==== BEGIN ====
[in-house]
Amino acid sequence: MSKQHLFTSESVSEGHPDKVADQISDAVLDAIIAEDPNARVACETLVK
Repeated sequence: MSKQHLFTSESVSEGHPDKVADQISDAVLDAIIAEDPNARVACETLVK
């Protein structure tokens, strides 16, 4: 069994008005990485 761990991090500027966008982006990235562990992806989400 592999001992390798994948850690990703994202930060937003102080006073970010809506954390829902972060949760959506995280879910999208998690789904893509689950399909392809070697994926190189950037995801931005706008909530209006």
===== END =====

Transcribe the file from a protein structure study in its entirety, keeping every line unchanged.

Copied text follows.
[in-house]
Amino acid sequence: MSKQHLFTSESVSEGHPDKVADQISDAVLDAIIAEDPNARVACETLVK
Repeated sequence: MSKQHLFTSESVSEGHPDKVADQISDAVLDAIIAEDPNARVACETLVK
């Protein structure tokens, strides 16, 4: 069994008005990485 761990991090500027966008982006990235562990992806989400 592999001992390798994948850690990703994202930060937003102080006073970010809506954390829902972060949760959506995280879910999208998690789904893509689950399909392809070697994926190189950037995801931005706008909530209006």